• Hannah Phillips

The Week in Parliament


The government had a big win in the Senate this week and a failure when it came to corporate tax cuts.


Bill Shorten also had a setback in his attempt to cancel cash refunds as a consequence of dividend imputation when he announced that pensioners and part-pensioners would continue to get their cash refunds provided they were recipients of a pension on or prior to March 28 this year.

People who receive a pension after this date will not get a refund.

The government started the week optimistic that they would get their corporate tax cuts through the Senate however this was not to be: the government needed 9 crossbench senators to get the bill through but they ended the week having secured the votes of only 7.

Senators Derryn Hinch and Tim Storrer were still holding out. Senator Hinch wanted a grab-bag of trade-offs including depriving alleged paedophiles of legal aid and the maintenance of the clean energy supplement for pensioners and part-pensioners.

The inference was that the government’s negotiator, Senator Mathias Cormann, had refused to concede these trade-offs.

Senator Tim Storrer has told the government that he will not support the corporate tax cuts without additional tax reform.

Since the cuts will be implemented over ten years it’s entirely possible that tax reform could occur in concert with tax reductions but the processes will have to be worked out.

The government had a win when the Senate voted not to disallow Josh Frydenberg’s new regulatory regime for marine parks after the Greens and Labor brought on a motion of disallowance however, in a news conference on Wednesday, Labor leader Bill Shorten said that the opposition would reintroduce the disallowance motion when Parliament resumes.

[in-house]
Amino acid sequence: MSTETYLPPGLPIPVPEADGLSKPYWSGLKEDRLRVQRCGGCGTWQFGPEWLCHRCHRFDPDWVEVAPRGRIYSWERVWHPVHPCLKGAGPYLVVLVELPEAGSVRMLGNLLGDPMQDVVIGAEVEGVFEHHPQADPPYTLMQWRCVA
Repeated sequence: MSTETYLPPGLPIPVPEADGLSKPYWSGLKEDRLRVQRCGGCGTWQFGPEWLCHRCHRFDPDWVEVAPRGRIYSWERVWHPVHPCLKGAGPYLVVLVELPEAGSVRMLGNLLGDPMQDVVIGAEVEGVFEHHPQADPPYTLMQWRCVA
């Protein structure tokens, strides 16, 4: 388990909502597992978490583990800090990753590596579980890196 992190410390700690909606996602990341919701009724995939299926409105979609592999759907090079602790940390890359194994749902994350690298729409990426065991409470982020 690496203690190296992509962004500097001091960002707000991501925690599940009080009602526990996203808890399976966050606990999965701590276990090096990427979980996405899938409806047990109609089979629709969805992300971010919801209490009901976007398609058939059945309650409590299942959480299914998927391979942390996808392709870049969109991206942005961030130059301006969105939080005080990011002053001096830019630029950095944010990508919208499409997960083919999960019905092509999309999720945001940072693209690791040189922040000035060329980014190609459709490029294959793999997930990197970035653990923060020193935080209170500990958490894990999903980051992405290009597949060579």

From the Gallery

• The Parliamentary Friends of Australian Music took over the Queen’s Terrace from 7.30pm on Tuesday. The lobby group was in Parliament to advocate for protecting creators rights, the value of copyright, the importance of local content, small business innovation in the sector. The artists who attended included Kasey Chambers, Ian Moss and John Paul Young.

• On Tuesday in the Great Hall as part of the Business Council’s (BCA) annual forum in Canberra there was a business showcase attended by Prime Minister Malcolm Turnbull. The BCA also held a sausage sizzle in the Senate courtyard with Bunnings and Coles.

• Senator Anne Ruston joined industry representatives as well as Cathy McGowan the Member for Indi and Lisa Chesters MP for the friends of prosecco event in Parliament on Tuesday night.

• Mark Coulton MP the Member for Parkes and newly appointed Assistant Minister for Trade, Tourism and Investment meet with Professor Paul Wellings, Vice-Chancellor and Principal of the University of Wollongong (UoW) and Adam Gilchrist in Parliament on Tuesday. They were in Parliament to discuss the University’s international operations with Adam Gilchrist as their Global Brand Ambassador.

• Senator Michaelia Cash the Minister for Jobs and Innovation welcomed the German-Australian Chamber of Industry and Commerce in Australia to Parliament on Tuesday. This also was combined with an Industry Breakfast at Parliament House hosted by Leader of the Government in the Senate and Finance Minister Senator Mathias Cormann and German Ambassador H.E. Dr Anna Prinz.

• The Prime Minister addressed the Prime Minster’s Veterans’ Employment Program Awards Gala Dinner in the Great Hall of Parliament on Wednesday evening.

• Senator Ian MacDonald represented Australia at the InterParliamentary Union General Assembly in Geneva this week.